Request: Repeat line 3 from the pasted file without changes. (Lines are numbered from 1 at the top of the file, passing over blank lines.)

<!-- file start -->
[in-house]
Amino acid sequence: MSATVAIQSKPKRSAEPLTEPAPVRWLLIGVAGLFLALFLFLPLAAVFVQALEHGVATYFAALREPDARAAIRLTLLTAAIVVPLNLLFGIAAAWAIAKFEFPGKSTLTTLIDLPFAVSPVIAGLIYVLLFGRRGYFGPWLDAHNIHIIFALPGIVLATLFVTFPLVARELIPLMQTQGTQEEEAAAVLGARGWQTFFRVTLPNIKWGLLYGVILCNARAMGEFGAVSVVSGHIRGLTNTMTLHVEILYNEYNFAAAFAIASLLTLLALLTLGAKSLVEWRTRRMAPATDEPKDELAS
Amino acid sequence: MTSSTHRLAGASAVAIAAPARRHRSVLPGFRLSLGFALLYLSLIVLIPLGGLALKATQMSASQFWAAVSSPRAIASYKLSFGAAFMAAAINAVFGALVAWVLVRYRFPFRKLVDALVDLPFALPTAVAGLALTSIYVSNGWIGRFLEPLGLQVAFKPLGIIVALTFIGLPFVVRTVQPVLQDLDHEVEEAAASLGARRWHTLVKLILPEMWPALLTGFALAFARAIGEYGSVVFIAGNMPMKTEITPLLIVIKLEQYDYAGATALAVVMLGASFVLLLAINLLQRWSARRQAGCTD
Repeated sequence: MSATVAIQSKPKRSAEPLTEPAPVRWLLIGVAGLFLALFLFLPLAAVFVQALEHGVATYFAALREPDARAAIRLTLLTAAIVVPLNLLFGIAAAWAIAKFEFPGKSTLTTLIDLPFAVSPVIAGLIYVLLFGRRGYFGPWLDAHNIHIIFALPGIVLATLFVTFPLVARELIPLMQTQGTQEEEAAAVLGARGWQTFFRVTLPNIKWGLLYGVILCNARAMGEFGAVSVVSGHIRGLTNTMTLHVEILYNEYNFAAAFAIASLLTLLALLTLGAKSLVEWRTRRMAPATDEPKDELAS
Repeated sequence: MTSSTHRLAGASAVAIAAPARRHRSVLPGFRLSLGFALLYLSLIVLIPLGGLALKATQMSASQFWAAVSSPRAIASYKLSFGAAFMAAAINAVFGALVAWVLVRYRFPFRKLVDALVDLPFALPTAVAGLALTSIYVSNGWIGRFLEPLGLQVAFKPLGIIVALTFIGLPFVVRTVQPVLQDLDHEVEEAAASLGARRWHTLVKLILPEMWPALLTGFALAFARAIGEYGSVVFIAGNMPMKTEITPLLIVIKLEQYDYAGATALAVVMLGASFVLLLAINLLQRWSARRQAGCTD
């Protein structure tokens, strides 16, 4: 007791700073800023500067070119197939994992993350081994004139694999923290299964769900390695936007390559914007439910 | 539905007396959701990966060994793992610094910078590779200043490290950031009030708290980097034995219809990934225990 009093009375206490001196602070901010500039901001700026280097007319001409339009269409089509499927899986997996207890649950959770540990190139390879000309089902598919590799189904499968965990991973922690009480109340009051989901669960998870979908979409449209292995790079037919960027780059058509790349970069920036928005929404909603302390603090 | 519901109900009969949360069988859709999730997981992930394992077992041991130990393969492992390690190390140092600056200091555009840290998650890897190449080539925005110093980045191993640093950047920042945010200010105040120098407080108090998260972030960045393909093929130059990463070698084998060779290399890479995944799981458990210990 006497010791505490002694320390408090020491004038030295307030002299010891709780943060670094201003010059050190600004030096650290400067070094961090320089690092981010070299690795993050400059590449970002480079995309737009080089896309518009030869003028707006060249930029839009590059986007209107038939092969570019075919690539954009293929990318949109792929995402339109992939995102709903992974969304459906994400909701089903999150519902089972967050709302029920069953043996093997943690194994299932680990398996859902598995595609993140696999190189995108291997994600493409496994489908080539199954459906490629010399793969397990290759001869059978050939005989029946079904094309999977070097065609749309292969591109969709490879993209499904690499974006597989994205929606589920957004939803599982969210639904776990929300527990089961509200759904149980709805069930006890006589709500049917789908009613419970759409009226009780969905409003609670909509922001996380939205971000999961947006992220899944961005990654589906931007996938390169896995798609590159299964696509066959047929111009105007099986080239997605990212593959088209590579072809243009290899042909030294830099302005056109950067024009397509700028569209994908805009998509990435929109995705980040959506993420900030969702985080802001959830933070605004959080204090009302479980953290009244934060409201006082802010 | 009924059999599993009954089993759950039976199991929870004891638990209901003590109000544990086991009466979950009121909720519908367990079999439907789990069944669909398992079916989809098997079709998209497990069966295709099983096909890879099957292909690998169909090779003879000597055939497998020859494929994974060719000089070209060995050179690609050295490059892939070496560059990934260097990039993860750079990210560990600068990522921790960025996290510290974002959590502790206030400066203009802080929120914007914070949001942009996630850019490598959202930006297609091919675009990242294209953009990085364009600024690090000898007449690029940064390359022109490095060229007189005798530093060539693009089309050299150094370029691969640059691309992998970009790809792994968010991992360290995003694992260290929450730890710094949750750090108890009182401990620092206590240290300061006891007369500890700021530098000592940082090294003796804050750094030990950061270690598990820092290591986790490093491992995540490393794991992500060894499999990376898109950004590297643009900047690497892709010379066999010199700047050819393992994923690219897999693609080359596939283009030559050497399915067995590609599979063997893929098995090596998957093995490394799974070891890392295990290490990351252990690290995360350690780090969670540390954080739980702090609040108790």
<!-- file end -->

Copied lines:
Amino acid sequence: MTSSTHRLAGASAVAIAAPARRHRSVLPGFRLSLGFALLYLSLIVLIPLGGLALKATQMSASQFWAAVSSPRAIASYKLSFGAAFMAAAINAVFGALVAWVLVRYRFPFRKLVDALVDLPFALPTAVAGLALTSIYVSNGWIGRFLEPLGLQVAFKPLGIIVALTFIGLPFVVRTVQPVLQDLDHEVEEAAASLGARRWHTLVKLILPEMWPALLTGFALAFARAIGEYGSVVFIAGNMPMKTEITPLLIVIKLEQYDYAGATALAVVMLGASFVLLLAINLLQRWSARRQAGCTD